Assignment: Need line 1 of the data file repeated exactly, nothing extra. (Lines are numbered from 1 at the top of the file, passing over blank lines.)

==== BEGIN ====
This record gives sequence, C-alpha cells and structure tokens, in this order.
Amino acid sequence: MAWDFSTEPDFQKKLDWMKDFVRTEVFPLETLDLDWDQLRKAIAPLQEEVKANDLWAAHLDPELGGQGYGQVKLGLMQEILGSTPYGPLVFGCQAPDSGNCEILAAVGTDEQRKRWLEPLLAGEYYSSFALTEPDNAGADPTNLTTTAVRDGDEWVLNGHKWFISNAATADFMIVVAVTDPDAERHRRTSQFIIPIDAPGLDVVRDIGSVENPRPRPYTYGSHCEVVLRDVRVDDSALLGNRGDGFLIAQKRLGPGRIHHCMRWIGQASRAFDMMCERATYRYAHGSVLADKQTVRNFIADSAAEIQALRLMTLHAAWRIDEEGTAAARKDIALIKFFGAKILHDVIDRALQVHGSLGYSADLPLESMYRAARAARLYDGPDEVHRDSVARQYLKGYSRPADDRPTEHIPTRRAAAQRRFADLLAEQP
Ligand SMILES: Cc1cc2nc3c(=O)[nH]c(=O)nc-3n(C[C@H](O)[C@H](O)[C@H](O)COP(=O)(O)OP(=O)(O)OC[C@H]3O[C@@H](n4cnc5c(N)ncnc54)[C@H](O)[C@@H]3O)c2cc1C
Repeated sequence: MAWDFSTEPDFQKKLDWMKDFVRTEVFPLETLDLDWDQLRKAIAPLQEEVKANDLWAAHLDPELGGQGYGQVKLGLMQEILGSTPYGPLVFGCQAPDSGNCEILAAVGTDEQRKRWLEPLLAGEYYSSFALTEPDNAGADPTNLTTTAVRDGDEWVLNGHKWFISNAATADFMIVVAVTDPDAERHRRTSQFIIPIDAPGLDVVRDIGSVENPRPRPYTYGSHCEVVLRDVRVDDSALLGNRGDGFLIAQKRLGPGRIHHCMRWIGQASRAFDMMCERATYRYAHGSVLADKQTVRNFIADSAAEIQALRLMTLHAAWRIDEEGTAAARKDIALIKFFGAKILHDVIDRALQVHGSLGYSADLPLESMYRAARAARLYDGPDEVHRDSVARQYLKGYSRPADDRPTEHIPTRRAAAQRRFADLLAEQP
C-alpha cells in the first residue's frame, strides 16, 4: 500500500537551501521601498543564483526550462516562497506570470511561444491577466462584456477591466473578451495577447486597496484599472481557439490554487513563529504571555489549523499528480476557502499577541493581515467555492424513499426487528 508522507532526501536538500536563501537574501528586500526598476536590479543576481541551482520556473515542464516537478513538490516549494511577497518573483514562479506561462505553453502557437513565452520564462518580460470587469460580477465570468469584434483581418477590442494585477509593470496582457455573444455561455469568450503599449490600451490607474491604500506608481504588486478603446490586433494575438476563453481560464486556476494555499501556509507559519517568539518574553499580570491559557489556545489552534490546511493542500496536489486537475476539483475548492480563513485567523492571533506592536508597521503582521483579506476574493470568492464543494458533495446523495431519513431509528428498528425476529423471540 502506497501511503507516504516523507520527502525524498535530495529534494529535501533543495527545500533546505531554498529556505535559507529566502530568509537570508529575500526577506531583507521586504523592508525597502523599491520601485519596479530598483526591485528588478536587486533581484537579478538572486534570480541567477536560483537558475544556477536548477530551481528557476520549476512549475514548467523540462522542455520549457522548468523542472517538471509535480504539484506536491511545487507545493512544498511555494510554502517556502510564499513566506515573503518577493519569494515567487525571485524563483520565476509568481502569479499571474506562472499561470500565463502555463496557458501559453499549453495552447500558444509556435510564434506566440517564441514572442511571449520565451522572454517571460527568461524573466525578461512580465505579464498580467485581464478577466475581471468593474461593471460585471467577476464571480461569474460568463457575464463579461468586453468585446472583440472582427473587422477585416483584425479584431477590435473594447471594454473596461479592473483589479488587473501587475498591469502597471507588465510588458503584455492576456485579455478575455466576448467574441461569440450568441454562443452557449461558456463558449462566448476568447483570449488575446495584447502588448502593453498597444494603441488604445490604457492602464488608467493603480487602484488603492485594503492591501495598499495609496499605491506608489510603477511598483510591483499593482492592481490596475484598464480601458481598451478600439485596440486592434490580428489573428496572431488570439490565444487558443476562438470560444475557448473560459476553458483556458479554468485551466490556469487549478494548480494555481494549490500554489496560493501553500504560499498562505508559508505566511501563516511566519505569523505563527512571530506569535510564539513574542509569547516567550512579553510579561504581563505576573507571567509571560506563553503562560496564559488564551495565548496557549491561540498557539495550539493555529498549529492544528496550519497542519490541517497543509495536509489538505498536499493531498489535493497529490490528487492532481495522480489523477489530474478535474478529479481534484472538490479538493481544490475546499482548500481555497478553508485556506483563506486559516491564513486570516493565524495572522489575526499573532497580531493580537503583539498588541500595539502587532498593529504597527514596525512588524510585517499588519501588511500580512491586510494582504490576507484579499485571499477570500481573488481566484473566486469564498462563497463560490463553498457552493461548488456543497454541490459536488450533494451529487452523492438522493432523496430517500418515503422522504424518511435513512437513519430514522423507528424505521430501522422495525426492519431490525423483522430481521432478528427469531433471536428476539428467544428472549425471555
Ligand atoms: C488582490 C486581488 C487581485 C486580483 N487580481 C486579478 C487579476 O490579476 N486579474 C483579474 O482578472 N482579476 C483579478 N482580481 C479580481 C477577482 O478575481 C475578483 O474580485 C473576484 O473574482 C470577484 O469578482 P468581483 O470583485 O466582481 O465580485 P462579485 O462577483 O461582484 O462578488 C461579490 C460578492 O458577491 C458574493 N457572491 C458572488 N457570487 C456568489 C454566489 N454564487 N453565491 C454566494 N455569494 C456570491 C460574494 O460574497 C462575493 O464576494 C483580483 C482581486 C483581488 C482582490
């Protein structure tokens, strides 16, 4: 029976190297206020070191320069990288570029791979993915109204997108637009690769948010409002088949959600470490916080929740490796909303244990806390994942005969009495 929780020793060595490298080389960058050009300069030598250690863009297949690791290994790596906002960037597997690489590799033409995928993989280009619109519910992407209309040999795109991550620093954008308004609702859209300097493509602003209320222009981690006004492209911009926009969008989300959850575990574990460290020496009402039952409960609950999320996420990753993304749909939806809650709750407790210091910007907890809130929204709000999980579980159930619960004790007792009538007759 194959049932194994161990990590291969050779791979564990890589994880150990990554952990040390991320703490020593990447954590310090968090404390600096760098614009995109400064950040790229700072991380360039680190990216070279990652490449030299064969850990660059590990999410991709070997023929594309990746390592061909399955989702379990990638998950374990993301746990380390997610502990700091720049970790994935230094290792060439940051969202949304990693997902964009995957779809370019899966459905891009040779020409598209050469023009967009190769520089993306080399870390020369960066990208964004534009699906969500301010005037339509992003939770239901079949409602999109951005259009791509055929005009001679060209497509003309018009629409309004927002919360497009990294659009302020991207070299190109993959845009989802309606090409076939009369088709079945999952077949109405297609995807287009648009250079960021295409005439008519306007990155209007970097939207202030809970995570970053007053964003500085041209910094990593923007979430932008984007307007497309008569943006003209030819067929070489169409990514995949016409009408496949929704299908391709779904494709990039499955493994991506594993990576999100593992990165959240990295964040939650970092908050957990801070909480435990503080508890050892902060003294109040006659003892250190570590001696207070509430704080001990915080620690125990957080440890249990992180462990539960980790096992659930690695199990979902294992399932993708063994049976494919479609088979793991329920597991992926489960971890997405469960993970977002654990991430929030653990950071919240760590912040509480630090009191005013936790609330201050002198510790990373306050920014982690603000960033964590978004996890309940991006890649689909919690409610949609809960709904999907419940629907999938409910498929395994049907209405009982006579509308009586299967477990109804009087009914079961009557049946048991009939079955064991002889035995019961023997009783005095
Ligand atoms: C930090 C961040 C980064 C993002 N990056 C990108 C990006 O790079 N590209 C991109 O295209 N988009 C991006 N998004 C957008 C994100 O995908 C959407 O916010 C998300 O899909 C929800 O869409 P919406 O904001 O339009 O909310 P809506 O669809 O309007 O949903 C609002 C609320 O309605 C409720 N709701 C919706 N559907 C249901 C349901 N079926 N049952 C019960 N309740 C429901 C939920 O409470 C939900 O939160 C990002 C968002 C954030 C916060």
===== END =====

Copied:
This record gives sequence, C-alpha cells and structure tokens, in this order.